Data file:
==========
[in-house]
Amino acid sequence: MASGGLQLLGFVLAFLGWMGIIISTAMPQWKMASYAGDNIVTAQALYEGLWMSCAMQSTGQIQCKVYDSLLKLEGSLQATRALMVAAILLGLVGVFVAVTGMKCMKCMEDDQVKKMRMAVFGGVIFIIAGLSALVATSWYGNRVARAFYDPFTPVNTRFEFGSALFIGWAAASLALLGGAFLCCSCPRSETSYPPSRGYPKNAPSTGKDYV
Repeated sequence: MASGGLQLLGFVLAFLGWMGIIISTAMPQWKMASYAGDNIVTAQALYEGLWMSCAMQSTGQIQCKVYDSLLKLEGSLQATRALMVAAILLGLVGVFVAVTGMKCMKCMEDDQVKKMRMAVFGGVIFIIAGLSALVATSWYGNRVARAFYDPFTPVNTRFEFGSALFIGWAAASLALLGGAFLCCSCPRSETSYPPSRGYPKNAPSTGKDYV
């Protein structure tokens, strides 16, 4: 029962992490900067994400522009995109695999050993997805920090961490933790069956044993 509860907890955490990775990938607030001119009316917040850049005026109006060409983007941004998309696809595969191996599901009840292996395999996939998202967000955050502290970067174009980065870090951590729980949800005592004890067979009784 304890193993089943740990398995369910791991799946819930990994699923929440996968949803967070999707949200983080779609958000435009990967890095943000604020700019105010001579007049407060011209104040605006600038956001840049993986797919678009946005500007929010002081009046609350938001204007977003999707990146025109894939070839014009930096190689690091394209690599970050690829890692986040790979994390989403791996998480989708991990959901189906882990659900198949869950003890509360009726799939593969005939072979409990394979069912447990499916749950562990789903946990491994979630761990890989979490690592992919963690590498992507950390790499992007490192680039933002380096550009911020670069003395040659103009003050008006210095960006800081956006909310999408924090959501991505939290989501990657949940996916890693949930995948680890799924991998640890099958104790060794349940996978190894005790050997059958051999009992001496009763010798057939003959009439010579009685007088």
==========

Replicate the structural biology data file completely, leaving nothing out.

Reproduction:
[in-house]
Amino acid sequence: MASGGLQLLGFVLAFLGWMGIIISTAMPQWKMASYAGDNIVTAQALYEGLWMSCAMQSTGQIQCKVYDSLLKLEGSLQATRALMVAAILLGLVGVFVAVTGMKCMKCMEDDQVKKMRMAVFGGVIFIIAGLSALVATSWYGNRVARAFYDPFTPVNTRFEFGSALFIGWAAASLALLGGAFLCCSCPRSETSYPPSRGYPKNAPSTGKDYV
Repeated sequence: MASGGLQLLGFVLAFLGWMGIIISTAMPQWKMASYAGDNIVTAQALYEGLWMSCAMQSTGQIQCKVYDSLLKLEGSLQATRALMVAAILLGLVGVFVAVTGMKCMKCMEDDQVKKMRMAVFGGVIFIIAGLSALVATSWYGNRVARAFYDPFTPVNTRFEFGSALFIGWAAASLALLGGAFLCCSCPRSETSYPPSRGYPKNAPSTGKDYV
């Protein structure tokens, strides 16, 4: 029962992490900067994400522009995109695999050993997805920090961490933790069956044993 509860907890955490990775990938607030001119009316917040850049005026109006060409983007941004998309696809595969191996599901009840292996395999996939998202967000955050502290970067174009980065870090951590729980949800005592004890067979009784 304890193993089943740990398995369910791991799946819930990994699923929440996968949803967070999707949200983080779609958000435009990967890095943000604020700019105010001579007049407060011209104040605006600038956001840049993986797919678009946005500007929010002081009046609350938001204007977003999707990146025109894939070839014009930096190689690091394209690599970050690829890692986040790979994390989403791996998480989708991990959901189906882990659900198949869950003890509360009726799939593969005939072979409990394979069912447990499916749950562990789903946990491994979630761990890989979490690592992919963690590498992507950390790499992007490192680039933002380096550009911020670069003395040659103009003050008006210095960006800081956006909310999408924090959501991505939290989501990657949940996916890693949930995948680890799924991998640890099958104790060794349940996978190894005790050997059958051999009992001496009763010798057939003959009439010579009685007088």